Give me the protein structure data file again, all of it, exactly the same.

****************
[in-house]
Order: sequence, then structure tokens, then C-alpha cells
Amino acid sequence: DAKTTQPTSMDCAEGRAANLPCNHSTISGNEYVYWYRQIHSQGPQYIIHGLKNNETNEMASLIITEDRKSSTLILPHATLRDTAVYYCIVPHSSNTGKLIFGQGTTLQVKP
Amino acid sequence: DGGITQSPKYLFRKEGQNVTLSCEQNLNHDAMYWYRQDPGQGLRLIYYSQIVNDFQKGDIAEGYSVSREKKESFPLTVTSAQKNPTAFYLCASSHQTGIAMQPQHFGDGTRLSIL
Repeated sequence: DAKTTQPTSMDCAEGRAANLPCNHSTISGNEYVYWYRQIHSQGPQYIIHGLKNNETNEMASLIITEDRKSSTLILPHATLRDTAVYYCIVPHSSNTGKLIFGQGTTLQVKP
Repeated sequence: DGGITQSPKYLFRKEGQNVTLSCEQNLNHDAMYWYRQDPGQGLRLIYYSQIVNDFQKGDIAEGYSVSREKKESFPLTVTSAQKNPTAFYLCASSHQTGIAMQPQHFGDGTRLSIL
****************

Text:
[in-house]
Order: sequence, then structure tokens, then C-alpha cells
Amino acid sequence: DAKTTQPTSMDCAEGRAANLPCNHSTISGNEYVYWYRQIHSQGPQYIIHGLKNNETNEMASLIITEDRKSSTLILPHATLRDTAVYYCIVPHSSNTGKLIFGQGTTLQVKP
Amino acid sequence: DGGITQSPKYLFRKEGQNVTLSCEQNLNHDAMYWYRQDPGQGLRLIYYSQIVNDFQKGDIAEGYSVSREKKESFPLTVTSAQKNPTAFYLCASSHQTGIAMQPQHFGDGTRLSIL
Repeated sequence: DAKTTQPTSMDCAEGRAANLPCNHSTISGNEYVYWYRQIHSQGPQYIIHGLKNNETNEMASLIITEDRKSSTLILPHATLRDTAVYYCIVPHSSNTGKLIFGQGTTLQVKP
Repeated sequence: DGGITQSPKYLFRKEGQNVTLSCEQNLNHDAMYWYRQDPGQGLRLIYYSQIVNDFQKGDIAEGYSVSREKKESFPLTVTSAQKNPTAFYLCASSHQTGIAMQPQHFGDGTRLSIL